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How to deep six the sin in your life

Repentance from sin plus faith in Christ equals a new life.
Repentance from sin plus faith in Christ equals a new life. | Pixabay

It’s the most important book you’ll never want to read.

In 1656, English puritan minister John Owen published, Of the Mortification of Sin in Believers, which contains perhaps the best biblical advice on forever sinking the sins in our lives. Two years later Owen wrote, Of Temptation and in 1667, he penned Indwelling Sin in Believers, with these three works being, in my opinion, the definitive biblical guide to achieving personal holiness.

The problem with them is, well, Owen himself. In his preface essay to Owen’s, The Death of Death in the Death of Christ, J. I. Packer says: “There is no denying that Owen is heavy and hard to read.”

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Owen’s intellect, like other theological giants such as Jonathan Edwards, is intimidating and his skill at wielding God’s two-edged sword (Heb. 4:12) is evidenced by how deep he cuts into your conscience and soul with his biblical insights. But it’s those things that work to make a permanent change in how we view sin. It also provides us with a better understanding of the damage it causes both in us and in our relationship with God.

Stating the obvious, there is no way I can do justice to what Owen says in total about defeating sin in an article this short. But what I can do is give you the high-level framework he builds for the subject, which will hopefully inspire you to dig in and go further in your pursuit of “mortifying” (when was the last time you used that word in a sentence?) the sin in your life.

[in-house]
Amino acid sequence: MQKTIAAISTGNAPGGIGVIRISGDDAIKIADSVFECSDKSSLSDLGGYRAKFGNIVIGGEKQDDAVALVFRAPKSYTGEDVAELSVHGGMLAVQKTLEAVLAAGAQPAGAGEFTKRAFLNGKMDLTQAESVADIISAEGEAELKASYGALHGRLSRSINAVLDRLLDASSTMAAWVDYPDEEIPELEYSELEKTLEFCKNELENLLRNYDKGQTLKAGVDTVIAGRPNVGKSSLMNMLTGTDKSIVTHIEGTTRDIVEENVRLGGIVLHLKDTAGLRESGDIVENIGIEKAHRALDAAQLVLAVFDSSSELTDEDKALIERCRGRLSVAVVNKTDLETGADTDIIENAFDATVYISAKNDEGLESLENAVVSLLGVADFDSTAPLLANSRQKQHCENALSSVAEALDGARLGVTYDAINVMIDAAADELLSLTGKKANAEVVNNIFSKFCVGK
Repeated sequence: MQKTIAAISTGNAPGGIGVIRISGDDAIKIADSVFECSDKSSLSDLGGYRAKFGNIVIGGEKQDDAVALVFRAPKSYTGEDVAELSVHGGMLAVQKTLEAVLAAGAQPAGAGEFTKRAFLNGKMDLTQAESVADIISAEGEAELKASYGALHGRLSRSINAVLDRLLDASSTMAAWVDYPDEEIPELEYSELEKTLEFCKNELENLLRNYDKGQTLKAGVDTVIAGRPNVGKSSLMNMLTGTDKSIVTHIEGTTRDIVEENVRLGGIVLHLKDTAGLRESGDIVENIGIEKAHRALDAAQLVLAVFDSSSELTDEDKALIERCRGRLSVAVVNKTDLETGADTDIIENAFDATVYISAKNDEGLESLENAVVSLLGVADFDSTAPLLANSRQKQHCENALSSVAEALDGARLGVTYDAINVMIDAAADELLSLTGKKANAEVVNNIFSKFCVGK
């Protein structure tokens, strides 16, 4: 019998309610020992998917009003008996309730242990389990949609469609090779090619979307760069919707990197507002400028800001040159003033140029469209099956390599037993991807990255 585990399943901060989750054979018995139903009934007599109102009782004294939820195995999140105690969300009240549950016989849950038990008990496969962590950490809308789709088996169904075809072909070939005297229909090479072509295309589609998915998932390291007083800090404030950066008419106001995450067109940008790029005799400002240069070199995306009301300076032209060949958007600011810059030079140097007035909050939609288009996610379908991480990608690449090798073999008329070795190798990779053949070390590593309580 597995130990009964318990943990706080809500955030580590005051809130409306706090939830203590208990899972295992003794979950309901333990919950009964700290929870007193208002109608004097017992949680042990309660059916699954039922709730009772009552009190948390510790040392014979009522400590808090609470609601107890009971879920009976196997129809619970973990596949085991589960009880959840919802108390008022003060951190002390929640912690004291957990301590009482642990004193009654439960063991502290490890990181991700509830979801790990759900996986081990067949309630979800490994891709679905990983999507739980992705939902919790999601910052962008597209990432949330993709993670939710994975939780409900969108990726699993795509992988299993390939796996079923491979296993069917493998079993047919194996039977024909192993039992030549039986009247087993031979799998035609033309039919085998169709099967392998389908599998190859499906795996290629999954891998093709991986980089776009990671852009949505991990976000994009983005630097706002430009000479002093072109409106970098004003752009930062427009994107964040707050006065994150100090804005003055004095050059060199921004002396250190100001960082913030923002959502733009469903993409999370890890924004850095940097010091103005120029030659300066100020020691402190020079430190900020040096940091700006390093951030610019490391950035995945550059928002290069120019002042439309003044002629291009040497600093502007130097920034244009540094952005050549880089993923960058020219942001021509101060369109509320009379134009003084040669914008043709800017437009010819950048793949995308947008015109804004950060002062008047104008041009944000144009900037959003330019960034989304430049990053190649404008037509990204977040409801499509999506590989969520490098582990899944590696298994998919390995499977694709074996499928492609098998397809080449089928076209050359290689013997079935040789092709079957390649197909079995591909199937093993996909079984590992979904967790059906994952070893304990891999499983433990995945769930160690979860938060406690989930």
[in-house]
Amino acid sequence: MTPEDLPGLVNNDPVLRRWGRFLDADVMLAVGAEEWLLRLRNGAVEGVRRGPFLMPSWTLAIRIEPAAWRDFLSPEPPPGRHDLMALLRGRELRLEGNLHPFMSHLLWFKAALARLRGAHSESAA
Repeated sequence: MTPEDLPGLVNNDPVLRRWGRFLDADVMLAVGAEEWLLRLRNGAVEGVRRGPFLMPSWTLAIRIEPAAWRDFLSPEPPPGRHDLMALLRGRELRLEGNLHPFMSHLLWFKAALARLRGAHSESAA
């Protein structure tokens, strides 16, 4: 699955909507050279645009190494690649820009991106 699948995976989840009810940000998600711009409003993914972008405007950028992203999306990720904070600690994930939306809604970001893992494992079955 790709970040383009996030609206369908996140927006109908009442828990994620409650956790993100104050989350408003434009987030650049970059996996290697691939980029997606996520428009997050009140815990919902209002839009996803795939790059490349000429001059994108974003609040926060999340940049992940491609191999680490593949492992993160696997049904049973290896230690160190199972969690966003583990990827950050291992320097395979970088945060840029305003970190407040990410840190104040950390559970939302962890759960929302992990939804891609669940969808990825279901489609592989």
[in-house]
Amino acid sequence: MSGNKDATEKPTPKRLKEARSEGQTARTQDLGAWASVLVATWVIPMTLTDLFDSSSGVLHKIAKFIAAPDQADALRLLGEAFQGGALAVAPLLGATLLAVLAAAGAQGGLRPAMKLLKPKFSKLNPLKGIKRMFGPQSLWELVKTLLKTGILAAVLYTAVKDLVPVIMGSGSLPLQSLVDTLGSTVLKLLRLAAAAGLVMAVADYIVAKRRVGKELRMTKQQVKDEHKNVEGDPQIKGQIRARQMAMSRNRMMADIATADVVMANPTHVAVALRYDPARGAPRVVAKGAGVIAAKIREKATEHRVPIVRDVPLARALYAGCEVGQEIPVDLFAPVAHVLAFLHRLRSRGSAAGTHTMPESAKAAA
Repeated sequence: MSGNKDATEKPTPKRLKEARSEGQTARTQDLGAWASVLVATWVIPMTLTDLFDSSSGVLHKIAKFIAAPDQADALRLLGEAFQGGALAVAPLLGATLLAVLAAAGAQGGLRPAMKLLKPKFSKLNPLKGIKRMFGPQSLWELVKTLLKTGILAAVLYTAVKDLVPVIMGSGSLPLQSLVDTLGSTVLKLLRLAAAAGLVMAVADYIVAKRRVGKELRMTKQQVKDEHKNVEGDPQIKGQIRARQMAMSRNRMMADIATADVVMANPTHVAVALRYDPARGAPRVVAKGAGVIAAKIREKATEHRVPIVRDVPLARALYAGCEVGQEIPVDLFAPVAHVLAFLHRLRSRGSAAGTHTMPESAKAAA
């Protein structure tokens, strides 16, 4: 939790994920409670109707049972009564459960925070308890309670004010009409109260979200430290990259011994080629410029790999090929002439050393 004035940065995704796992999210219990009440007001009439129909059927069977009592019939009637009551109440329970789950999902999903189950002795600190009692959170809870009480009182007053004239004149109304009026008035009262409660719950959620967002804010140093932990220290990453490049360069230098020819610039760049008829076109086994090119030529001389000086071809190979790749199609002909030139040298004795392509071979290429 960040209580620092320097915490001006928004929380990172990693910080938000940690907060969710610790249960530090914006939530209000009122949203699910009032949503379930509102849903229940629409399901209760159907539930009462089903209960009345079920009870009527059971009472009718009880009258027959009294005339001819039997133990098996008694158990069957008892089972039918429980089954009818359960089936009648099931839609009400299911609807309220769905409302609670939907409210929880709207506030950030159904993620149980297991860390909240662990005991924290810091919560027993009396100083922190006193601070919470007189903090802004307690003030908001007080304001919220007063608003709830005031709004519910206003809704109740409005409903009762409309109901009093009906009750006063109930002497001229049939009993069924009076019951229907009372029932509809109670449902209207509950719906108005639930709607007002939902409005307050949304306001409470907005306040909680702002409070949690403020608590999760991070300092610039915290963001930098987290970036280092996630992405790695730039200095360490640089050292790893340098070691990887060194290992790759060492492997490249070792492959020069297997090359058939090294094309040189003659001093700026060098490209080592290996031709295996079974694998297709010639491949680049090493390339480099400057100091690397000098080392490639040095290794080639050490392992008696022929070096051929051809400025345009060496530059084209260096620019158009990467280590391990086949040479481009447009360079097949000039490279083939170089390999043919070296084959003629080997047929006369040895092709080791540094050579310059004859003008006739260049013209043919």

We pause this article for a short announcement       

In case you’re wondering, yes, since I have gone through Owen’s works with a fine-tooth comb and practice his concepts, I don’t sin anymore. Anger issues? Not me. Lust? Get outta here.

And if you believe that, I’ve got bridges and swamp lands to sell you.

Although Owen believes we can get the upper hand on sin in many respects, he is also realistic and knows what the Bible says about our old nature, admitting: “Now, though doubtless there may, by the Spirit and grace of Christ, a wonderful success and eminency of victory against any sin be attained, so that a man may have almost constant triumph over it, yet an utter killing and destruction of it, that it should not be, is not in this life to be expected.”

With that said, let’s look at Owen’s key points on wrestling our sin to the ground.

Realize its end goals

Before you enter into a battle, it’s smart to know why you’re fighting. Owen says the primary aim of sin is two-fold: 1. to dishonor God; 2. to destroy our soul.

Owen pens, “To fear sin is to fear [love] the Lord; so the holy man tells us that they are the same: Job 28:28, “The fear of the Lord, that is wisdom; and to depart from evil, that is understanding.” Doing the opposite casts disgrace on God, Owen says.  

When it comes to us, Owen states what any believer who agonizingly struggles with sin already knows deep down: “Every unmortified sin will certainly do two things: — 1. It will weaken the soul and deprive it of its vigor. 2. It will darken the soul and deprive it of its comfort and peace.”

This is why we fight. Owen says, “The choicest believers, who are assuredly freed from the condemning power of sin, ought yet to make it their business all their days to mortify the indwelling power of sin.”

Love the right things